My hand at breastfeeding.
It is easier than what it looks like. The job is not just as simple as whipping out a breast and letting your child feast. At least, not for a first time mother. Breastfeeding is important for several reasons. When you think about it, that is how a baby is designed to get its nutrients: from it’s mother. If there were no such thing as formula, how would women feed their babies? How did women feed their children in the beginning times before science advanced? My pregnancy has shown me how fascinating and durable the female’s body is.
During my pregnancy, I said that I wanted to breastfeed. After researching how beneficial a mother’s milk is to her young, I knew I just had to do it. However, when my daughter got here, the complete opposite happened. My situation is kind of a sad one but it’s not uncommon. After fighting through my discouragement and talking to other seasoned mothers about it, I feel a whole lot better.
When my daughter was born, she was ready to eat. Within the first 5 minutes of her being here, she was already feeding. In the delivery room, the nurses and the doctor said that I was doing great even though I didn’t know the “right” way to feed her. I just did what felt natural. I watched her feed and made a deeper connection… I’m talking about a connection that is one step deeper than skin to skin contact. I felt proud and excited. Not only did I have a natural birth but I was feeding my daughter with my very own milk.
I didn’t go through the sore aching breast that I heard a lot of mothers talk about. The first night with my daughter went well. I didn’t begin to have trouble until I reached my second night. My daughter was extremely fussy. I didn’t think that it was colic. After all, she literally just got here. I kept trying to feed her. She would eat but I could tell that she wasn’t getting enough. I stayed up with her literally trying to feed her the whole night.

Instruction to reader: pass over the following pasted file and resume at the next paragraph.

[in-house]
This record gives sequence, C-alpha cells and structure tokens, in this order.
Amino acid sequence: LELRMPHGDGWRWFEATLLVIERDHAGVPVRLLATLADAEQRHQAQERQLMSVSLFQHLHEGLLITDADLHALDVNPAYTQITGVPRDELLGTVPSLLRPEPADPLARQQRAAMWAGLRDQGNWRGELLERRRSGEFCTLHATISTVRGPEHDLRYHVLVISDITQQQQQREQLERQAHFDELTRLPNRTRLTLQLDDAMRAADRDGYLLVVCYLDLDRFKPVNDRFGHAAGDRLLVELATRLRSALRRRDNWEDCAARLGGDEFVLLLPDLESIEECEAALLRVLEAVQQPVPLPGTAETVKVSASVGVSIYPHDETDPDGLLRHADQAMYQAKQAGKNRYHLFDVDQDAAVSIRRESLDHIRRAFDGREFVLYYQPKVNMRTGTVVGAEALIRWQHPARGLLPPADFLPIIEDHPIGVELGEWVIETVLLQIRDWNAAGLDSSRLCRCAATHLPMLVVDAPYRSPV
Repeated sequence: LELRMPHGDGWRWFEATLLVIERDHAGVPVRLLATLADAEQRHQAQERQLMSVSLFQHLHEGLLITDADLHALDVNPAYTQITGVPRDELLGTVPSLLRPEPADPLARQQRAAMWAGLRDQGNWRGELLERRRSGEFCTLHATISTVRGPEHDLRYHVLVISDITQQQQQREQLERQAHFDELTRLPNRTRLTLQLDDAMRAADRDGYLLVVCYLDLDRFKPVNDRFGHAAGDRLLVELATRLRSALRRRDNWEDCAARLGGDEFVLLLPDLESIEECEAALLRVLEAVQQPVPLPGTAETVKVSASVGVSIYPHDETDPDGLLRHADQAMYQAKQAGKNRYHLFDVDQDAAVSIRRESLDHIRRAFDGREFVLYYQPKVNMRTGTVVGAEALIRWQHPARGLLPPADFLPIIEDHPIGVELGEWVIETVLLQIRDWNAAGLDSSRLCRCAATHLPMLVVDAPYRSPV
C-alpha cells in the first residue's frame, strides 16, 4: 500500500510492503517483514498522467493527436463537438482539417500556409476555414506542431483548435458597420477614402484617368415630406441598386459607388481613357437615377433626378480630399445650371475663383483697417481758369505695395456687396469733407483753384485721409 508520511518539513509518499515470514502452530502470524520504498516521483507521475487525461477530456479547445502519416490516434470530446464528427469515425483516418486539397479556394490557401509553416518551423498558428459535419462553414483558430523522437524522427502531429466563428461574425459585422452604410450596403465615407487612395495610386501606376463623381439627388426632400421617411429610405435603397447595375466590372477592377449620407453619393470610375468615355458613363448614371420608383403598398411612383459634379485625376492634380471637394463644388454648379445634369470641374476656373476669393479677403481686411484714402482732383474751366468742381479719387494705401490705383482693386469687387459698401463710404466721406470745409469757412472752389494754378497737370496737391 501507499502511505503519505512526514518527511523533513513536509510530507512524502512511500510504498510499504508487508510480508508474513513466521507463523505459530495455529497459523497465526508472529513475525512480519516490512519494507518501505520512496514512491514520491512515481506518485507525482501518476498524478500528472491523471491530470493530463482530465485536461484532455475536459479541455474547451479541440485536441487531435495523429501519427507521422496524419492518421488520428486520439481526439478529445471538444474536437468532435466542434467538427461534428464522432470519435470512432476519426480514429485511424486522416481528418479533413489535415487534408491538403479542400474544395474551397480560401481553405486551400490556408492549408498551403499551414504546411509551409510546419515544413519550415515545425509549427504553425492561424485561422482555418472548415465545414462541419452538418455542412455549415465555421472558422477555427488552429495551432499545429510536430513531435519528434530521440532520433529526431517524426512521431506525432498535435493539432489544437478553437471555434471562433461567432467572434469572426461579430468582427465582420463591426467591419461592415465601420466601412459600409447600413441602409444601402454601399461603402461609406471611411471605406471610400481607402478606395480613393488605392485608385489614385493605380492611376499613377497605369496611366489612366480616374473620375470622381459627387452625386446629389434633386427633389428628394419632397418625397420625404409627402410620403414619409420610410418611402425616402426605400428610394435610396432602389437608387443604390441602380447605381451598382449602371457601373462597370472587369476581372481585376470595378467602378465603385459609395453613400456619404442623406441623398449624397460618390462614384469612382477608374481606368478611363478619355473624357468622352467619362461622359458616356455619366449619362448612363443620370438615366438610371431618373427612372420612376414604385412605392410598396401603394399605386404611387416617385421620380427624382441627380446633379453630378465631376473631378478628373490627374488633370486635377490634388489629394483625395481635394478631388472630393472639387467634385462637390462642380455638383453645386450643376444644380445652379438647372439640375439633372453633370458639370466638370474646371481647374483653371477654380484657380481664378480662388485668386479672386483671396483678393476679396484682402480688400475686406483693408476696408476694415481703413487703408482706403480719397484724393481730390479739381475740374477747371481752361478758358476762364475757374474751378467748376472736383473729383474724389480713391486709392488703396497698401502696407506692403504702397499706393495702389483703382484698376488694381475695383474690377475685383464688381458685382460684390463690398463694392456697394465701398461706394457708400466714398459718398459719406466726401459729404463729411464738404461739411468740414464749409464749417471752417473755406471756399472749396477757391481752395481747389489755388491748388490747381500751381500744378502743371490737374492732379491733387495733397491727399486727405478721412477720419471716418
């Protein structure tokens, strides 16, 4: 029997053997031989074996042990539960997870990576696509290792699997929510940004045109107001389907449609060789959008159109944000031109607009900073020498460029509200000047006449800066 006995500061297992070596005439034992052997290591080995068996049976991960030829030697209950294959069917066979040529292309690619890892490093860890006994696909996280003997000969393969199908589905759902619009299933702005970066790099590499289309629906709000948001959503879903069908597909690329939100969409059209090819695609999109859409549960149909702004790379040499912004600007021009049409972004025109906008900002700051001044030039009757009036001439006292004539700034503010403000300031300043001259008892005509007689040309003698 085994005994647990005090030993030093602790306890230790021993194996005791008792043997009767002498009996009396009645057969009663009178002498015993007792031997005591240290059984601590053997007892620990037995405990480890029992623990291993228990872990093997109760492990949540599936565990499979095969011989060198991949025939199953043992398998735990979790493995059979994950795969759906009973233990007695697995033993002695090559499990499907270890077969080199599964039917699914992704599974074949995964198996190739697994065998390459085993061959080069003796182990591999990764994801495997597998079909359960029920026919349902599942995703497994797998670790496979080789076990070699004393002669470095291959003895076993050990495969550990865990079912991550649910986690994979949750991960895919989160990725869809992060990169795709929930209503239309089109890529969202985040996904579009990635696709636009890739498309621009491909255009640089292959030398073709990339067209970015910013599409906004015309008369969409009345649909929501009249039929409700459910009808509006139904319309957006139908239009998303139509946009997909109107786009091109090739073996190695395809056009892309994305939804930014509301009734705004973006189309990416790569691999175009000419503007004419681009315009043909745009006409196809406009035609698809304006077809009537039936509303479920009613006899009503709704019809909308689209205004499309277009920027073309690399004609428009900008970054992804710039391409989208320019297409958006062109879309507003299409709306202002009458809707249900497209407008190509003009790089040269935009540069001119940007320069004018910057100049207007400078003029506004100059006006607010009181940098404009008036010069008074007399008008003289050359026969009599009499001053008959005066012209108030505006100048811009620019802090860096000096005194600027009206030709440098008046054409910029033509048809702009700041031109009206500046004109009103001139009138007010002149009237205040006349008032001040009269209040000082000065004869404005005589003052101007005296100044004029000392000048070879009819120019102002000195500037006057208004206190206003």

It didn’t matter how sore my breast got from trying, I just wanted her to be satisfied. When I paged the nurse about my concerns. She informed me that my milk still hadn’t completely come in yet. I felt so bad. My plan was to begin feeding from a bottle. I was so determined to feed her my milk. Latching on wasn’t the problem. I fought with my hungry and grumpy newborn until about 8am the next day. I got so discouraged that I ordered her a bottle.
When I saw how quickly she drank the formula, I held her and cried. All I could do was apologize. I felt bad and inadequate as a mother. How could I not feed my own baby? That bothered me for a while. After letting the guilt of trying to nurse a starving baby beat me up, I completely gave up on breastfeeding. I really Wish I could have done it though.
My milk didn’t officially come in until almost a week later. At that point, I didn’t want to even try anymore. The lactate nurse at the hospital said that I was doing so well. As a new mom, I felt like I was doing a terrible job. I put her on the bottle because I simply didn’t want to feel that low again. It still bothers me now whenever I think back upon that night.